If this were America, I would say ” Hey, that’s voter fraud! You can’t do that!” ( we all know what happened in 2000 and 2004 so it does happen but through govt channels)…but it ain’t…and it’s Egypt and you can bc shit is messed up there and if you can do it , why the hell not? Good for you! I wish you told others like you to do the same.

  5. tedders
    March 27, 2007 at 2:34 am

    Liquid skin, it’s a band-aid substitue. cover the end of your finger, hell, cover your whole finger. Let it dry, vote, dip covered finger in ink, get out of sight and peel the ink stained liquid skin off. apply new liquid skin, look for another voting booth……etc……..etc……..etc.

  6. AF
    March 27, 2007 at 3:21 am

    Man i wish i was over there, i would ve done a country wide polling station tour. I would ve ended up with no fingers to speak off but hell it would ve been so worth it. Fuck boycotts btw.

  7. Vic
    March 27, 2007 at 4:06 am

    Sam, please be careful! If those penis-heads read this, it would be enough grounds for them to hang you up by the short and curlys. These bastards don’t need even a loud fart, to run amok. They’ll put up your posts, on the front page of the Cairo Fishwrapper, and you meat is cooked.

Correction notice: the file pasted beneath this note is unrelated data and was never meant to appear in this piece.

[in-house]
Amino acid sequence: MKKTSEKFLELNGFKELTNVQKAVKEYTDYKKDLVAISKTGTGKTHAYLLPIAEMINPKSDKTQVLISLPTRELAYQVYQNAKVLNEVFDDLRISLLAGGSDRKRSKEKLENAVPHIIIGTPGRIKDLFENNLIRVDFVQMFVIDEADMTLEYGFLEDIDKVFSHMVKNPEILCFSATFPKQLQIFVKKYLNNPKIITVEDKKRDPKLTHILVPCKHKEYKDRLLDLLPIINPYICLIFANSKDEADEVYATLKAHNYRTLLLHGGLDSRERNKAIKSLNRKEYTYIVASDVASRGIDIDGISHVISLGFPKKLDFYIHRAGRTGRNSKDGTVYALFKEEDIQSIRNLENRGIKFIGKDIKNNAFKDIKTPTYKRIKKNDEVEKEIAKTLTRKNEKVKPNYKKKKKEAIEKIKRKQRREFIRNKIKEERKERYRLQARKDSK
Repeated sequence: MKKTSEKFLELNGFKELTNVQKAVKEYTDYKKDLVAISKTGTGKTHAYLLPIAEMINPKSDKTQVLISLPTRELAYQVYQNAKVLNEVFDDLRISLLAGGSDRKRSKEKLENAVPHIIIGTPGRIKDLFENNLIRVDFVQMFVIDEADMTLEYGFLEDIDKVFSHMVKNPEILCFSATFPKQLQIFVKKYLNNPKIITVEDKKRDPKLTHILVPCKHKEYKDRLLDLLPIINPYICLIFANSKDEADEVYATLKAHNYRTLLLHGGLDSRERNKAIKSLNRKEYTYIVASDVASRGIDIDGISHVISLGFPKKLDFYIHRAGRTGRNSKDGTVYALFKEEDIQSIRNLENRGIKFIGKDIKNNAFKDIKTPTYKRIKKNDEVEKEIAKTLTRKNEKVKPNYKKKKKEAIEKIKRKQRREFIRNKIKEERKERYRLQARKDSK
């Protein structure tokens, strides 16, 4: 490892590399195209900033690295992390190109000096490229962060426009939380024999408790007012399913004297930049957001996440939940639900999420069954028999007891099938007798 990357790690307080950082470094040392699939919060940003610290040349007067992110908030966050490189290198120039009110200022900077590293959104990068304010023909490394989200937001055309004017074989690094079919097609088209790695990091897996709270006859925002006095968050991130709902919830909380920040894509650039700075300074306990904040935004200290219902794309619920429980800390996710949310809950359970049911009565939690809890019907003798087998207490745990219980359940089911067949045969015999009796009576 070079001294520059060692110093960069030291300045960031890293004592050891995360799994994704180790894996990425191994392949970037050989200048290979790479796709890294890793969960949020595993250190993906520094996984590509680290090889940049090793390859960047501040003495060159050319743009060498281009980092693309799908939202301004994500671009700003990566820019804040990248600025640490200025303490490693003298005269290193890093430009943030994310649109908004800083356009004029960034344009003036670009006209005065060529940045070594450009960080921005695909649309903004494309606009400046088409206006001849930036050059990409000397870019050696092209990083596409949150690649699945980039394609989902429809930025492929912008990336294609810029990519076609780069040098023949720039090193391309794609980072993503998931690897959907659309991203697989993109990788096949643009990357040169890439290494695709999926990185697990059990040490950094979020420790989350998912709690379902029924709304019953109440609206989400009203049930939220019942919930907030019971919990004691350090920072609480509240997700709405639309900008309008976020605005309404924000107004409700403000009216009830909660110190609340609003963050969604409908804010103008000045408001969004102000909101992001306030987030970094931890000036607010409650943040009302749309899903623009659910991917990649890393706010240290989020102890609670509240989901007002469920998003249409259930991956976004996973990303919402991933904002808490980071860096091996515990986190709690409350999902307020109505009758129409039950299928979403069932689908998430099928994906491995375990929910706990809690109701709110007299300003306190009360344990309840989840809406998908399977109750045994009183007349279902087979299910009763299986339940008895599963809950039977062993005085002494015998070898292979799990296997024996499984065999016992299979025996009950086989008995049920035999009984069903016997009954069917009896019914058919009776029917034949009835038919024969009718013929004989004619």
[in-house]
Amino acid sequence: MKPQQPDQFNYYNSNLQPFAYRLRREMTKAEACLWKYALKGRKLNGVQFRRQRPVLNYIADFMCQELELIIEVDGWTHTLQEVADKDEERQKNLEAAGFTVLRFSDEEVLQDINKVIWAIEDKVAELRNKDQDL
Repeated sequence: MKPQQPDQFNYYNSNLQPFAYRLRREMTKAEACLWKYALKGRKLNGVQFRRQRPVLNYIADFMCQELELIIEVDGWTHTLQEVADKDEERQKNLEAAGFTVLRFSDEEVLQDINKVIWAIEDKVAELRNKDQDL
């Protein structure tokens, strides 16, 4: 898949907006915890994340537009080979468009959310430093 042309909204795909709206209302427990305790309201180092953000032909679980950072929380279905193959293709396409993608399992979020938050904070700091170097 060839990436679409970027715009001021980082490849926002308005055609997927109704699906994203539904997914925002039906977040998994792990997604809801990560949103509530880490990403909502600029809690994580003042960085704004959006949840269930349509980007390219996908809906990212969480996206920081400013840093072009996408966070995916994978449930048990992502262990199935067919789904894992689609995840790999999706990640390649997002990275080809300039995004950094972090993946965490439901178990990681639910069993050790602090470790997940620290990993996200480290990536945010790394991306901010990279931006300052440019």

Sadly, while I hope all of Cairo is smart enough to do what you MIGHT have suggested, I suspect that Anus-head (mubarak–no caps!) will doctor the count, so no matter what the results are, we loose.

    Now in San Mateo.

  8. Adam B.
    March 27, 2007 at 5:32 am

    Hmm, I’m generally not much for sinking to ‘their’ level and doing the same shit that ‘they’ do, but then again I live in a country where most people wait for the walk-signal even though there’s not a car in sight – we have close to 0% voting irregularity…!

    Which means that the answer to your initial question is: “It simply wouldn’t happen”. 🙂

    Take care down there – I hope you countrymen wise up and start worrying about their freedom!

  9. tommy
    March 27, 2007 at 6:26 am

    Lol, Sam. Ordinarily I don’t approve of cheating but in this case, good work!

  10. Seraph
    March 27, 2007 at 7:09 am

    Just read the headline on one of Germany’s bigger news websites: “Slap in the face for Mubarak at referendum”, and I really wonder if they even know what they are writing about. And also, why they didn’t write about the demonstration and the police beatings…

  11. conq
    March 27, 2007 at 8:10 am


    Sandmonkey’s readers compare Egypt to pre-WW2 Germany. This is of course idiotic. Their are barely any similarities to be named (the “SS guards” are typical of many 3rd-world military police). I could understand this coming from the lips of an Egyptian Leftist, but not the thumb-sitting, eager beaver readers of this site (who lap up whatever fool’s wisdom the monkey offers).